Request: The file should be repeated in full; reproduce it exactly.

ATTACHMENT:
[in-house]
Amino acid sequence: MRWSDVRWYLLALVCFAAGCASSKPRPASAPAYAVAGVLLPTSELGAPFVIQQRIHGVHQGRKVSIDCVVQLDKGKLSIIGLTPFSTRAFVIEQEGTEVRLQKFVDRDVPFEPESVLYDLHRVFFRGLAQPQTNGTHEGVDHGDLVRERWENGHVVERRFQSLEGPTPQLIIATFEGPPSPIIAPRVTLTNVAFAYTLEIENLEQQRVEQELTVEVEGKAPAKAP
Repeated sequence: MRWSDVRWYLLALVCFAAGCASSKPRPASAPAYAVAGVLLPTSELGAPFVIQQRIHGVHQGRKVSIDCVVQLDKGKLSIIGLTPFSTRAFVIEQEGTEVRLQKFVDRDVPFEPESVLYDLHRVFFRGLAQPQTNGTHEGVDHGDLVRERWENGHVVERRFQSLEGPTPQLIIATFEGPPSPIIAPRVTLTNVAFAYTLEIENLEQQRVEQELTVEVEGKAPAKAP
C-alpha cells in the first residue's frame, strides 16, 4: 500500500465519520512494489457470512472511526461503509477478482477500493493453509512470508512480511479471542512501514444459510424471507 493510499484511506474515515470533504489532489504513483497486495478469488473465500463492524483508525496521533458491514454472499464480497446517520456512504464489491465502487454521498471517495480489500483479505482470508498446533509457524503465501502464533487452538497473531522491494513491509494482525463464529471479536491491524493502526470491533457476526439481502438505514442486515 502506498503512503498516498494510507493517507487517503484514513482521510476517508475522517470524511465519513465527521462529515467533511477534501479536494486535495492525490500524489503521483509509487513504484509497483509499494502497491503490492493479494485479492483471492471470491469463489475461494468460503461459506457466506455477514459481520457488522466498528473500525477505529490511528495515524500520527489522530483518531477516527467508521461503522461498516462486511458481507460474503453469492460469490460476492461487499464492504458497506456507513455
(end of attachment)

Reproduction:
[in-house]
Amino acid sequence: MRWSDVRWYLLALVCFAAGCASSKPRPASAPAYAVAGVLLPTSELGAPFVIQQRIHGVHQGRKVSIDCVVQLDKGKLSIIGLTPFSTRAFVIEQEGTEVRLQKFVDRDVPFEPESVLYDLHRVFFRGLAQPQTNGTHEGVDHGDLVRERWENGHVVERRFQSLEGPTPQLIIATFEGPPSPIIAPRVTLTNVAFAYTLEIENLEQQRVEQELTVEVEGKAPAKAP
Repeated sequence: MRWSDVRWYLLALVCFAAGCASSKPRPASAPAYAVAGVLLPTSELGAPFVIQQRIHGVHQGRKVSIDCVVQLDKGKLSIIGLTPFSTRAFVIEQEGTEVRLQKFVDRDVPFEPESVLYDLHRVFFRGLAQPQTNGTHEGVDHGDLVRERWENGHVVERRFQSLEGPTPQLIIATFEGPPSPIIAPRVTLTNVAFAYTLEIENLEQQRVEQELTVEVEGKAPAKAP
C-alpha cells in the first residue's frame, strides 16, 4: 500500500465519520512494489457470512472511526461503509477478482477500493493453509512470508512480511479471542512501514444459510424471507 493510499484511506474515515470533504489532489504513483497486495478469488473465500463492524483508525496521533458491514454472499464480497446517520456512504464489491465502487454521498471517495480489500483479505482470508498446533509457524503465501502464533487452538497473531522491494513491509494482525463464529471479536491491524493502526470491533457476526439481502438505514442486515 502506498503512503498516498494510507493517507487517503484514513482521510476517508475522517470524511465519513465527521462529515467533511477534501479536494486535495492525490500524489503521483509509487513504484509497483509499494502497491503490492493479494485479492483471492471470491469463489475461494468460503461459506457466506455477514459481520457488522466498528473500525477505529490511528495515524500520527489522530483518531477516527467508521461503522461498516462486511458481507460474503453469492460469490460476492461487499464492504458497506456507513455